Keywords:Mixed Carbonate-Siliciclastic Sedimentary Systems, Great Barrier Reef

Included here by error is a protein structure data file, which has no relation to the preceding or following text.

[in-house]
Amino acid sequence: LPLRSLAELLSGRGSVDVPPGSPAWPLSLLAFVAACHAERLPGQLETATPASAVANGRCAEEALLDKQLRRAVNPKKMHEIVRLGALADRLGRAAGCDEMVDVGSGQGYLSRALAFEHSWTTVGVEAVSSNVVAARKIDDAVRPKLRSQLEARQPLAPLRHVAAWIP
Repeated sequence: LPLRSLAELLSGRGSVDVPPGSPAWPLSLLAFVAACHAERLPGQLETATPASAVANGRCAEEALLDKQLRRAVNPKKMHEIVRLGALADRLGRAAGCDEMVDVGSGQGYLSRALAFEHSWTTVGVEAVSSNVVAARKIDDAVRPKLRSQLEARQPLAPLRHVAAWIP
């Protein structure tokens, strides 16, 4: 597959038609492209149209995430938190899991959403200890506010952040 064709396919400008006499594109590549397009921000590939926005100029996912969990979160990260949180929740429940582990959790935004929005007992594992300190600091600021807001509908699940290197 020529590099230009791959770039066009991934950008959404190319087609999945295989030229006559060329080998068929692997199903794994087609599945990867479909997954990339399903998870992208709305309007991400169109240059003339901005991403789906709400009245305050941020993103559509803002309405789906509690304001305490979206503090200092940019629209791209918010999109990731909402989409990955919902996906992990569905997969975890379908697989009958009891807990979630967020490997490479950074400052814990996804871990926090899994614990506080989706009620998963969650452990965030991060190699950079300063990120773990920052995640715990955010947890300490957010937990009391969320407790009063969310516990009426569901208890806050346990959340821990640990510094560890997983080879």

MIS 11 is proposed as a time of worldwide increased barrier reef production that shifted carbonate partitioning between the shallow and deep ocean. However, the ages of the reefs suggested to have initiated at this time are poorly constrained primarily due to difficulty dating diagenetically altered sequences. Here, we indirectly assess the age of the Australian Great Barrier Reef (GBR), located on a mixed carbonate-siliciclastic margin strongly effected by high seasonal precipitation and river discharge. The traditional "reciprocal" sedimentation model suggests that upper slope terrigenous sedimentation is highest during sea-level lowstand, However, according the "transgressive shedding" model, developed for the GBR region, terrigenous sediment initially accumulates behind the barrier reef and is redeposited on the slope during the subsequent sea-level transgression, which occurs during glacial terminations. Planktic foraminifer oxygen isotope stratigraphy and terrigenous mass accumulation rates from ODP Hole 1198A on the Marion Plateau, a continental slope feature seaward of the south-central GBR, indicates that from MIS 19 each glacial termination was accompanied by increased terrigenous sediment accumulation. This suggests that the scattered patch reefs coalesced into an effective barrier during the previous interglacial. Prior to MIS 21, off-shelf transport of terrigenous sediment appears to be in mixed response to both sea-level change and summer monsoon intensity variability. These initial results suggest that the GBR was emplaced prior to MIS 11 and the observed poor deep-ocean carbonate preservation at that time may not be related to its formation. The results further suggest that the reciprocal sedimentation may not be applicable to this continental margin prior to the formation of a rimmed morphology due to the interplay of the out-of-phase insolation forcing.